3. Between Sentences -- This shows the relationship between your sentences. These transitions are generally only a word or two, and can be done through the use of conjunctions which are words used to combine two sentences and show the relationship between them.
4. Between Parts of a Sentence -- This shows how phrases connect within your sentences.
* Remember to use a variety of transitional expressions
* Remember to be consistent with your transitional expressions that separate the sequential ordering of your points. For example, use first, second and third if you are ordering your points, but not first, secondly, and last
* A mark of punctuation such as a dash, colon or semicolon, is a transition because it connects or shows a relationship between two things
* Remember that if something connects or shows a relationship then it is a transition
I. General Structure
Most paragraphs in an essay parallel the general three-part structure of each section of a research paper and, by extension, the overall research paper, with an introduction, a body that includes facts and analysis, and a conclusion. You can see this structure in paragraphs whether they are narrating, describing, comparing, contrasting, or analyzing information. Each part of the paragraph plays an important role in communicating the meaning you intend to covey to the reader.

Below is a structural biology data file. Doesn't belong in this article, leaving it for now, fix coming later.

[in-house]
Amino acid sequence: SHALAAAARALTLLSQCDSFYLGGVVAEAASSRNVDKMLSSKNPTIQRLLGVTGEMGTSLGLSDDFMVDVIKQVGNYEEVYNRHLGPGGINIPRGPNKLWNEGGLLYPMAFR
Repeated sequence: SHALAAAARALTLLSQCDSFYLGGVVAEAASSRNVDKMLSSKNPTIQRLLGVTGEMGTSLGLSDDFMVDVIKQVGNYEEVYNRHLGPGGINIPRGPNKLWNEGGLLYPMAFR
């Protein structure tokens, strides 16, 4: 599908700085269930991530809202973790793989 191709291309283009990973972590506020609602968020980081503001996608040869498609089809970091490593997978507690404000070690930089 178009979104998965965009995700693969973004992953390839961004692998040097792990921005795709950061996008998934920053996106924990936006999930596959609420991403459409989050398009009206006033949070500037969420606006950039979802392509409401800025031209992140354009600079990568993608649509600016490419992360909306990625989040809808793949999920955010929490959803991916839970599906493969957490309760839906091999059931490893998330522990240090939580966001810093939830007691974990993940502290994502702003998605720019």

Introduction: the first section of a paragraph; should include the topic sentence and any other sentences at the beginning of the paragraph that give background information or provide a transition.
Body: follows the introduction; discusses the controlling idea, using facts, arguments, analysis, examples, and other information.
Conclusion: the final section; summarizes the connections between the information discussed in the body of the paragraph and the paragraph’s controlling idea. For long paragraphs, you may also want to include a bridge sentence that introduces the next paragraph or section of the paper. In some instances, the bridge sentence can be written in the form of a question. However, use this rhetorical device sparingly, otherwise, ending a lot of paragraphs with a question to lead into the next paragraph sounds cumbersome.